Westminster Quarters

The Westminster Quarters (or Westminster Chimes, from its use at the Palace of Westminster) is the name for a melody used by a set of striking clock bells to mark each quarter-hour. It is also known as the Cambridge Quarters or Cambridge Chimes from its place of origin, the church of St Mary the Great, Cambridge.[1]: 7–8  The number of chime sets matches the number of quarter hours that have passed.


The quarters portion of the melody consists of four different combinations of four distinct pitches,[2]: 95  which at Westminster is keyed to E major and the pitches are B3, E4, F4 and G4,[3] making up the five sets of notes

  1. G4, F4, E4, B3
  2. E4, G4, F4, B3
  3. E4, F4, G4, E4
  4. G4, E4, F4, B3
  5. B3, F4, G4, E4

each played as three crotchets (quarter note) and a minim (half note). These are always played in the order 1, 2, 3, 4, 5, and each set is used twice every hour. Set 1 is played at the first quarter, sets 2 and 3 at the half, sets 4, 5 and 1 at the third quarter, and sets 2, 3, 4 and 5 at the hour, as follows. Note that these sounds have been recreated as electronic, midi files and do not necessarily represent the actual sounds of the bells:

First quarter:
Third quarter:
Full hour (3 o'clock example):

The full hour chime consists of the fourth-quarter chime followed by one strike for the number of the hour of the hour strike (one strike for one o'clock, two strikes for two o'clock, and so on). At Westminster, the hour strike is an E3, struck by Big Ben.

In other words, the cycle of five (1, 2, 3, 4, 5) is played twice in the course of an hour. For a clock chiming mechanism, this has the advantage that the mechanism that trips the hammers need only store five sequences (1, 2, 3, 4, 5) instead of ten. The mechanism then plays two complete sets of five sequences for each complete hour. In musical terms, the first and third quarters finish on the dominant (B), while the second and fourth quarters (the half and full hours) finish on the tonic (E). This produces the satisfying musical effect that has contributed to the popularity of the chimes. Note that the pitch of the Big Ben clip is closer to F than E in modern concert pitch.


Big Ben (the Elizabeth Tower) at the Palace of Westminster, the namesake of the chime

It was written in 1793 for a new clock in St Mary the Great, the University Church in Cambridge. There is some doubt over exactly who composed it: Joseph Jowett, Regius Professor of Civil Law, was given the job, but he was probably assisted by either John Randall (1715–99), who was the Professor of Music from 1755, or his brilliant undergraduate pupil, William Crotch (1775–1847). This chime is traditionally, though without substantiation,[4] believed to be a set of variations on the four notes that make up the fifth and sixth bars of "I know that my Redeemer liveth" from Handel's Messiah.[5][1]: 8–9  This is why the chime is also played by the bells of the so-called 'Red Tower' in Halle, the native town of Handel.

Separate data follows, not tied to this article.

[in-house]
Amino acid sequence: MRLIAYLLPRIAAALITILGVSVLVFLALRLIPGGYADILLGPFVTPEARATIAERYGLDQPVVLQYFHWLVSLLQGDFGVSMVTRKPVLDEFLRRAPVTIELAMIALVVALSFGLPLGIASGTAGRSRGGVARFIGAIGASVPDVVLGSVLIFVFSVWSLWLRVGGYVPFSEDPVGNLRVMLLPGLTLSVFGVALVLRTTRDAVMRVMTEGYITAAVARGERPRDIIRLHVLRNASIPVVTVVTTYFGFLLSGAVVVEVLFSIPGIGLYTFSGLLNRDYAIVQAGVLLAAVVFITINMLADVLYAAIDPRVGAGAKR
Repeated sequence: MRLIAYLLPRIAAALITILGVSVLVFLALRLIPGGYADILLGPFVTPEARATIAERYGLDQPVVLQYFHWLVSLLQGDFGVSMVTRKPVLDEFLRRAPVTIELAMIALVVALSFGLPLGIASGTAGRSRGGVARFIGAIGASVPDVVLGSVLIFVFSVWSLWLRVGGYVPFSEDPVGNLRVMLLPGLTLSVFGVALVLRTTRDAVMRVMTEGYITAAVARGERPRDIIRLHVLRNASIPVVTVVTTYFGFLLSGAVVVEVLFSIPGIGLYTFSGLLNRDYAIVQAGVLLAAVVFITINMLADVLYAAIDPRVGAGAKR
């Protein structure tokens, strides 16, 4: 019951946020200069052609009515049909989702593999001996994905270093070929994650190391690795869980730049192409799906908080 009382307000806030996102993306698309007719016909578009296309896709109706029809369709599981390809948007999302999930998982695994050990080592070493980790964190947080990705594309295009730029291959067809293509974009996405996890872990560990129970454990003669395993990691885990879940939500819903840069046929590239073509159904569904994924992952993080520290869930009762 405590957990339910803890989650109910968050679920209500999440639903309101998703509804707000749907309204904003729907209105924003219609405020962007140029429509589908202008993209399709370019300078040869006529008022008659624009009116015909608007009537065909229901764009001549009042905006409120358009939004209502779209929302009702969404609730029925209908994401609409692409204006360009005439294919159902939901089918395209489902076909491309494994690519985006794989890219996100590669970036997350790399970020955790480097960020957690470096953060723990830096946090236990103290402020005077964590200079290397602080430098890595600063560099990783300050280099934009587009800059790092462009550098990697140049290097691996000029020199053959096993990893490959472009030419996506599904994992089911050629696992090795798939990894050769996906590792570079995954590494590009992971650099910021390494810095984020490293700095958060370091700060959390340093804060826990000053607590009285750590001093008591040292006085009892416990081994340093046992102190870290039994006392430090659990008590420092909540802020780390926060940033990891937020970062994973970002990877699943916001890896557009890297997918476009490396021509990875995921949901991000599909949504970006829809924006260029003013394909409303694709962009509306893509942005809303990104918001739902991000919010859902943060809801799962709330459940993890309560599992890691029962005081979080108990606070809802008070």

In 1851, the chime was adopted by Edmund Beckett Denison (an amateur horologist, and graduate of Trinity College, Cambridge, who was very familiar with the St Mary's chime) for the new clock at the Palace of Westminster, where Big Ben hangs. From there its fame spread. It is now one of the most commonly used chimes for striking clocks.[6]

According to the church records of Trinity Episcopal Church (Williamsport, Pennsylvania), this chime sequence was incorporated into a tower clock mechanism by the E. Howard & Co., Boston, Massachusetts. The clock and chime in Trinity's steeple base was dedicated in December 1875. It holds the distinction of being the first tower clock in the United States to sound the Cambridge Quarters.[7]

Other usesEdit

  • In Indonesia, train stations play the chimes as a sign of train departure and arrival.[8] Upon arrival of a train, the chimes will be looped continuously until it departs from the station, which may last up to 10–15 minutes.
  • In Ralph Vaughan Williams' A London Symphony, the half hour (2/3) of the Westminster Quarters is heard near the beginning of the work and the first three phrases of the hour (2/3/4) near the end.